I teach US History, and Civil Rights (including Jim Crow and segregation) is covered. While I was aware that certain school districts chose to close rather than integrate, I was not aware of the Massive Resistance movement led by Harry Byrd or the 1968 Green v. School Board USSC case that essentially forced schools to integrate in Virginia. I still have questions about how schools operated in certain districts when schools were closed. For example, the photo in this module of a PE county school bus in operation for a black school confused me, as does the fact that Jackson P Burley HS (now the school at which I teach) was in operation as Charlottesville's all-African American HS in the 1950s-1960s. How were these schools funded? Did they operate outside of the board of education policies? I find it interesting that, when given the choice between public education and maintaining segregation, Virginia schools eventually chose to desegregate. What is astonishing is how long the process of school integration took, and how acceptance of a law did not change attitudes and, in fact, incited more resistance and sometimes violence in order to maintain the status quo. I also found the fact of Virginia not ratifying the 19th amendment for 32 years after it passed to be surprising. How were women able to vote without Virginia ratification? Does this mean women did not vote in state or local elections, only national?
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20th-Century Connections
Elementary
The 20th-century content is such an ample opportunity to allow students (in my case, fourth graders) the opportunity to engage in a topic that is both modern and applicable to life today.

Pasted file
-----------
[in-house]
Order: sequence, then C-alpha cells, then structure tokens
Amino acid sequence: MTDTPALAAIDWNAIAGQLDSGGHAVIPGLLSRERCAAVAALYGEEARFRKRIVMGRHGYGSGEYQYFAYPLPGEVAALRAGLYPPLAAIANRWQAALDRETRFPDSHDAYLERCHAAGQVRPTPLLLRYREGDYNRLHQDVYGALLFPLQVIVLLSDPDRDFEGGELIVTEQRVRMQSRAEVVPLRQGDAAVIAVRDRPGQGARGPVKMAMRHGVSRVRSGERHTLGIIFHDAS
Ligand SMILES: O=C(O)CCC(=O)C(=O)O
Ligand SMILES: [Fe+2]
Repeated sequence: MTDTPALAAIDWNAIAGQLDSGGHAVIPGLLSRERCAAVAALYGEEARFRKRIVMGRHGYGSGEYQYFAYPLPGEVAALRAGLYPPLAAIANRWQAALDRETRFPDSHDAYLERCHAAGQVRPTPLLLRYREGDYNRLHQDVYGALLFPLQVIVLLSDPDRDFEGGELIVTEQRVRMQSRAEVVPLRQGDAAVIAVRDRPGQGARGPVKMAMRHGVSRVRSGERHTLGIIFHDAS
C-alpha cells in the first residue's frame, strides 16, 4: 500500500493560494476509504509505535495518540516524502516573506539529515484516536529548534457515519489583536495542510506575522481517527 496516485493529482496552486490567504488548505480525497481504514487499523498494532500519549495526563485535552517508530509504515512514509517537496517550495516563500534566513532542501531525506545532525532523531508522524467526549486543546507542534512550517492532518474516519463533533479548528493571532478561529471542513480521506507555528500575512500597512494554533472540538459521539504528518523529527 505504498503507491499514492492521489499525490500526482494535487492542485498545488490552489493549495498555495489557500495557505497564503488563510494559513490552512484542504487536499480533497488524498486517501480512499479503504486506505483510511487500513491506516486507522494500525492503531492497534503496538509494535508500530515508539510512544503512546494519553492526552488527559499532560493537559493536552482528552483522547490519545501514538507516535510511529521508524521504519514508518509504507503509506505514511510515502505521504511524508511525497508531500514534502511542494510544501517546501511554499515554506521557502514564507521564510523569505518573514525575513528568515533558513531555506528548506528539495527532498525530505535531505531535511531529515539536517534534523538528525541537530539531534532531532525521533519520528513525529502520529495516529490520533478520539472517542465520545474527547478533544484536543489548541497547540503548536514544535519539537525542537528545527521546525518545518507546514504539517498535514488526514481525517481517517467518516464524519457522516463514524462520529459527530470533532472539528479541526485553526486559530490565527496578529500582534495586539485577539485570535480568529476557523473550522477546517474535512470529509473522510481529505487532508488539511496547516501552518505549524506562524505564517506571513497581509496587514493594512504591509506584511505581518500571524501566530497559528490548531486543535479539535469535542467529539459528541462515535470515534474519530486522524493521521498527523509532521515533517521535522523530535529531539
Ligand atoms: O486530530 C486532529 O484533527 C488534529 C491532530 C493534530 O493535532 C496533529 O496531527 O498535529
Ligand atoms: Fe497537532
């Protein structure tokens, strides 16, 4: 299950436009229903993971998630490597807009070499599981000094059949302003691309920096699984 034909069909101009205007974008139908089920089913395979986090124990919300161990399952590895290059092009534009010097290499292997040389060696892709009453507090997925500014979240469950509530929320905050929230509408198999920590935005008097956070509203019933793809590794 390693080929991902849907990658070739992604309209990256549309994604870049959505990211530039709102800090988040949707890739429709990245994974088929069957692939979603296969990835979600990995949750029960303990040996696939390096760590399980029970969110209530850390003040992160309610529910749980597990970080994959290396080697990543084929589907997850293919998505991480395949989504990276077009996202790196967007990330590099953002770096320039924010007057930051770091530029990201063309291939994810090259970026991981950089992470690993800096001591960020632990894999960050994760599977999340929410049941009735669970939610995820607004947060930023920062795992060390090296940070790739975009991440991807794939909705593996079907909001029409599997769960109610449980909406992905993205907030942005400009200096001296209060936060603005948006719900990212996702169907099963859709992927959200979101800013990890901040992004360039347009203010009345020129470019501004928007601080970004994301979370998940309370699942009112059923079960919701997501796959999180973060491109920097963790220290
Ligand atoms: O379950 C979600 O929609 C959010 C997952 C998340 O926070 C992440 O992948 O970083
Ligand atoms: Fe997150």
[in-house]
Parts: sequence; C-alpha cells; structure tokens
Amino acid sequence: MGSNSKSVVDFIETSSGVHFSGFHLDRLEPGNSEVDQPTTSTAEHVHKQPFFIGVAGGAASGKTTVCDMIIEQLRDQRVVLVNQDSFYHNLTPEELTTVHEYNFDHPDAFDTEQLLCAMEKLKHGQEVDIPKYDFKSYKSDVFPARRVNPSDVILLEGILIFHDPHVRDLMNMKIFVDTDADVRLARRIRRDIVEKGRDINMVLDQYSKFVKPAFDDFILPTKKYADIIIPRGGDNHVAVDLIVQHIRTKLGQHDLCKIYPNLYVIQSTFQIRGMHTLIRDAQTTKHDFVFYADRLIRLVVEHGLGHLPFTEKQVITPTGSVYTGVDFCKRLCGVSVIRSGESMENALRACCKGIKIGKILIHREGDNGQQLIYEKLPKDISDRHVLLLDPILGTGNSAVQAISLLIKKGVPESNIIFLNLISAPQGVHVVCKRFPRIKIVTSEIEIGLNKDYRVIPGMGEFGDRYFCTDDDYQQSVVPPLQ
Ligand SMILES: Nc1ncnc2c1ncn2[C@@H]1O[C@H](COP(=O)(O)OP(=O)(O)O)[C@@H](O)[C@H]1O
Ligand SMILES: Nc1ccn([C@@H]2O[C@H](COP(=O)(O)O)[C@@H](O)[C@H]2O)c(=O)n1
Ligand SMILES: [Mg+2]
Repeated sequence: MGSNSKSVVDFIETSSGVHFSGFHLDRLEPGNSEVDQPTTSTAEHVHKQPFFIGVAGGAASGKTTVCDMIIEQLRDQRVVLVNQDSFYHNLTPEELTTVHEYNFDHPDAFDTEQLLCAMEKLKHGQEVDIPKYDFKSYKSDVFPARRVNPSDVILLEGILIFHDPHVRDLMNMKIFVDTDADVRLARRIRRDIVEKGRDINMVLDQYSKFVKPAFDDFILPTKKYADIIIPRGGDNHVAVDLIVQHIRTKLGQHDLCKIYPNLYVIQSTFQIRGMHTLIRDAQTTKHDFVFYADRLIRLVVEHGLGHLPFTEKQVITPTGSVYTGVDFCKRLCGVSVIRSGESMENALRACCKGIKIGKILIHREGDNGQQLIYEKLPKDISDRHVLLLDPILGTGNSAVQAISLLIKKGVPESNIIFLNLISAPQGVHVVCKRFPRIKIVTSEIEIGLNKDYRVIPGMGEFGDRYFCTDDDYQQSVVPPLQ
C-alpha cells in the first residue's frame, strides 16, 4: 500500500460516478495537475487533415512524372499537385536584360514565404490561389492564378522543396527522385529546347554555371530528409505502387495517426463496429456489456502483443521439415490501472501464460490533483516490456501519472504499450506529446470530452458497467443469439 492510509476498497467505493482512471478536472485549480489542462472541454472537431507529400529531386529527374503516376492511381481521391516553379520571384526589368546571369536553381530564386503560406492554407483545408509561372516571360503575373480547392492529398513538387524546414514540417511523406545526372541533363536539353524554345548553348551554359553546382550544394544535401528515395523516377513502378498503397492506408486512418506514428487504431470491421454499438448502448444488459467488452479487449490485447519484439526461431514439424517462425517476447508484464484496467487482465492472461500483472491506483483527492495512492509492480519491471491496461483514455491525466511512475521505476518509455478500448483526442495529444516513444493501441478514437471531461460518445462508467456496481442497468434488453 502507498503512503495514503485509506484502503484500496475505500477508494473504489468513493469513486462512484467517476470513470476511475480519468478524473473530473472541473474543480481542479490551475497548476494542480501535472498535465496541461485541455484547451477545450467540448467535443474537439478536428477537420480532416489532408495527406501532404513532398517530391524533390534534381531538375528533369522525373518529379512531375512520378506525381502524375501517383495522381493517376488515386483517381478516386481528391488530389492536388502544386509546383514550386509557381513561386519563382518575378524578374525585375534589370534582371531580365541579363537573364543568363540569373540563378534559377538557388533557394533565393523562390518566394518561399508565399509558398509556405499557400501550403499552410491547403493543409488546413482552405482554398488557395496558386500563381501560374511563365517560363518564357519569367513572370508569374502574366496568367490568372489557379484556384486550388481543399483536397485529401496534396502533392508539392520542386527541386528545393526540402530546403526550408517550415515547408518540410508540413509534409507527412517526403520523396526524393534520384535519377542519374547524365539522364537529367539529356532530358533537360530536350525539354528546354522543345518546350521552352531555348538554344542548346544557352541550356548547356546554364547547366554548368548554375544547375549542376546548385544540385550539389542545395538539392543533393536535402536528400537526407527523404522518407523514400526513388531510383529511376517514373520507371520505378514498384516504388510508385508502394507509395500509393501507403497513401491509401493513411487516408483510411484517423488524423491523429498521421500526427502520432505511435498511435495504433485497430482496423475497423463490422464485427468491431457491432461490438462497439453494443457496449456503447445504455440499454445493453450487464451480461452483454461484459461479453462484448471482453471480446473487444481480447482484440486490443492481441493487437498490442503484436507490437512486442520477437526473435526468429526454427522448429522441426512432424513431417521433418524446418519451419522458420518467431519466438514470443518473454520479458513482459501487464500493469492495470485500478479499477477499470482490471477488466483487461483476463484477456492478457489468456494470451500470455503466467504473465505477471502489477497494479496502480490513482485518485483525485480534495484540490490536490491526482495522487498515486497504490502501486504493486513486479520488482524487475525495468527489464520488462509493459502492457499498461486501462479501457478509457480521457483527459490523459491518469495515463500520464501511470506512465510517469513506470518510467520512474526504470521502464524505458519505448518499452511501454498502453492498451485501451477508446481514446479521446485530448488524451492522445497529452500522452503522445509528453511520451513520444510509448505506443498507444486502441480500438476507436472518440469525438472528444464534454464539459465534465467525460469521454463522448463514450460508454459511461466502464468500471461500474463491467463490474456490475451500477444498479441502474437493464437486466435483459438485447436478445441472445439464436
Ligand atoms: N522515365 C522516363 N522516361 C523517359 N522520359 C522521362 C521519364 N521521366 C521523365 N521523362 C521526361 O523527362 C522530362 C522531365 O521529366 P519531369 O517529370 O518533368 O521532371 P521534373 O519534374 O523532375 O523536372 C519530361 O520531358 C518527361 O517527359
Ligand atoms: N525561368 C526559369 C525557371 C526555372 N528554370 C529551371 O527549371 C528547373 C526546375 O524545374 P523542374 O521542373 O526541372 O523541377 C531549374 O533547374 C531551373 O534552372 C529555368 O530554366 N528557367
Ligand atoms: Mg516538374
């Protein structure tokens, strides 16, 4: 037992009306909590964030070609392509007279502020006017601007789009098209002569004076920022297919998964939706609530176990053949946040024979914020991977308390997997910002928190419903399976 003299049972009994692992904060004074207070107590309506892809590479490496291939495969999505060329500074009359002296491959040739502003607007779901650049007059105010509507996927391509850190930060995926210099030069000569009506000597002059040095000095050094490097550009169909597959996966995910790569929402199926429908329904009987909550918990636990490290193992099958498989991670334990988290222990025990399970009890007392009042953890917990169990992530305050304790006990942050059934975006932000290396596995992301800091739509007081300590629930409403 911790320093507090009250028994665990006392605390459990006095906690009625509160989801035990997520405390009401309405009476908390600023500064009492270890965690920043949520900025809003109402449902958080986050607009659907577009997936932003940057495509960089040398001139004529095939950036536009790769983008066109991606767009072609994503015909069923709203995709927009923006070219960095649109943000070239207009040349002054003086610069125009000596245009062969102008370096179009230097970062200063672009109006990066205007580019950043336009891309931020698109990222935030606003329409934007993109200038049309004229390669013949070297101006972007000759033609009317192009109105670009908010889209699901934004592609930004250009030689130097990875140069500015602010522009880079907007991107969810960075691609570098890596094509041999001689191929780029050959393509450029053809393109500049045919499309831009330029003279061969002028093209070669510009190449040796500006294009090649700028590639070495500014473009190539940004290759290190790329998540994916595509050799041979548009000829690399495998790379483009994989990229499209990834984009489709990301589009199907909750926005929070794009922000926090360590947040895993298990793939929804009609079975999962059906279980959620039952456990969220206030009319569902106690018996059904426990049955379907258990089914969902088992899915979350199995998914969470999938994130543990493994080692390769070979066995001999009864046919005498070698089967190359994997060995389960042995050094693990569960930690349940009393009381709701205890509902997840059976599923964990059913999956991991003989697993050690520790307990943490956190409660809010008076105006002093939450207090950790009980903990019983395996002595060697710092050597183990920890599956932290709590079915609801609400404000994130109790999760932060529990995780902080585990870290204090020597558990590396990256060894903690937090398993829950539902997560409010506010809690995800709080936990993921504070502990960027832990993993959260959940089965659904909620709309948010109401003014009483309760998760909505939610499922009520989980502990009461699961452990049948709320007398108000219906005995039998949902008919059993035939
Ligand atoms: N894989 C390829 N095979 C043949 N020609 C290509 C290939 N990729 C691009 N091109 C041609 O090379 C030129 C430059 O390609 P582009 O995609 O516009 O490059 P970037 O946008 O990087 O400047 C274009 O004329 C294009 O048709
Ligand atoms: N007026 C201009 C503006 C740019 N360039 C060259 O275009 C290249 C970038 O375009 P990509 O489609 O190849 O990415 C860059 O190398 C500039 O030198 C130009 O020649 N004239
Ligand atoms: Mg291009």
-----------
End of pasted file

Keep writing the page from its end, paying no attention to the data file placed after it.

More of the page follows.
If anything, I find it disheartening to teach about the changes that were made in the 20th-century to equalize the racial injustices and yet our society is still struggling with many of the same themes today. This topic, especially this year, has excited many of my students to become opinionated about history. I have never had students so feverous about this topic. I think that there are enough events, movies, media that depict similar issues today that they feel a personal connection to this era.
In order to apply this to my classroom, I would like to think of a way to roleplay the Davis v. Prince Edward County case and the sequential events leading up to the event. I think that a PBL could help describe the process that it took from Barbara John's strike to Brown v. Board of Education in order to enact desegregation. I think that it is important to impress the patience and diligence that it took to create this kind of change in society.
20th Century Virginia
Elementary
I think that one of the most powerful ways for the students to understand 20th century Virginia is through photographs, newspaper articles, and primary sources. This is a time when photography was commonplace so having the students make inferences using them would be beneficial. Also, finding speeches/ TV spots of the people actually involved can help students make connections. I teach in Norfolk, so focusing on the Norfolk 17 would really hit home for my students.
20th Century Virginia
Elementary
I think that one of the most powerful ways for the students to understand 20th century Virginia is through photographs, newspaper articles, and primary sources. This is a time when photography was commonplace so having the students make inferences using them would be beneficial. Also, finding speeches/ TV spots of the people actually involved can help students make connections. I teach in Norfolk, so focusing on the Norfolk 17 would really hit home for my students.
World Connections
Middle